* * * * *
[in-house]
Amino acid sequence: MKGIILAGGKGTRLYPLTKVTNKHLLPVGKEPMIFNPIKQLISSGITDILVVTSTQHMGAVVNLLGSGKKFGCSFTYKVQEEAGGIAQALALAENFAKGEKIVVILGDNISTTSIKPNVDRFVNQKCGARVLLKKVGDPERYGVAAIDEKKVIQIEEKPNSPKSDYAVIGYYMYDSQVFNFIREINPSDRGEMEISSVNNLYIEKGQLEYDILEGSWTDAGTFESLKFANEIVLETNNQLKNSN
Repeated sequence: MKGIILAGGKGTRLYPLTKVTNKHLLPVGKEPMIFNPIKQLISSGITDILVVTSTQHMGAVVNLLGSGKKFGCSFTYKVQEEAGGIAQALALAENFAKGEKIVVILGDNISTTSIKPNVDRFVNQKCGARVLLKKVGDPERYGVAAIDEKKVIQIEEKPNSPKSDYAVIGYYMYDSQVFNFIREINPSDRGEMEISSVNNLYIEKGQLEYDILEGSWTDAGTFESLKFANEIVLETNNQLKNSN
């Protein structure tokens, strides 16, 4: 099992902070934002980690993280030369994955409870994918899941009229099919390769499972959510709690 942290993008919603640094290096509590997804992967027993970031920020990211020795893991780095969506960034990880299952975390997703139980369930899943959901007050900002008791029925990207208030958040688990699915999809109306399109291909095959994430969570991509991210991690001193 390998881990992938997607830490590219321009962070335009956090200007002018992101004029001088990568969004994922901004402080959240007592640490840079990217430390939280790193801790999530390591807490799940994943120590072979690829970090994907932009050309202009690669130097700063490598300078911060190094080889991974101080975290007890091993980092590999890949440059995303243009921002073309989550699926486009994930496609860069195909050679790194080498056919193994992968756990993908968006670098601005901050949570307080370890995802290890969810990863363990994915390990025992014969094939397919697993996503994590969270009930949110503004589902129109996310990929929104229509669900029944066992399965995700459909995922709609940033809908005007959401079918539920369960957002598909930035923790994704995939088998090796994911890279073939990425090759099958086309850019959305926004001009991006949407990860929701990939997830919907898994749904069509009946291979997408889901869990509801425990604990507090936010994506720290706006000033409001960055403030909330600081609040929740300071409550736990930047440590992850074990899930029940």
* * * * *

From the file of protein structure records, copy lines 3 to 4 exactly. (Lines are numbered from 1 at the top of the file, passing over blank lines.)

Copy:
Repeated sequence: MKGIILAGGKGTRLYPLTKVTNKHLLPVGKEPMIFNPIKQLISSGITDILVVTSTQHMGAVVNLLGSGKKFGCSFTYKVQEEAGGIAQALALAENFAKGEKIVVILGDNISTTSIKPNVDRFVNQKCGARVLLKKVGDPERYGVAAIDEKKVIQIEEKPNSPKSDYAVIGYYMYDSQVFNFIREINPSDRGEMEISSVNNLYIEKGQLEYDILEGSWTDAGTFESLKFANEIVLETNNQLKNSN
């Protein structure tokens, strides 16, 4: 099992902070934002980690993280030369994955409870994918899941009229099919390769499972959510709690 942290993008919603640094290096509590997804992967027993970031920020990211020795893991780095969506960034990880299952975390997703139980369930899943959901007050900002008791029925990207208030958040688990699915999809109306399109291909095959994430969570991509991210991690001193 390998881990992938997607830490590219321009962070335009956090200007002018992101004029001088990568969004994922901004402080959240007592640490840079990217430390939280790193801790999530390591807490799940994943120590072979690829970090994907932009050309202009690669130097700063490598300078911060190094080889991974101080975290007890091993980092590999890949440059995303243009921002073309989550699926486009994930496609860069195909050679790194080498056919193994992968756990993908968006670098601005901050949570307080370890995802290890969810990863363990994915390990025992014969094939397919697993996503994590969270009930949110503004589902129109996310990929929104229509669900029944066992399965995700459909995922709609940033809908005007959401079918539920369960957002598909930035923790994704995939088998090796994911890279073939990425090759099958086309850019959305926004001009991006949407990860929701990939997830919907898994749904069509009946291979997408889901869990509801425990604990507090936010994506720290706006000033409001960055403030909330600081609040929740300071409550736990930047440590992850074990899930029940």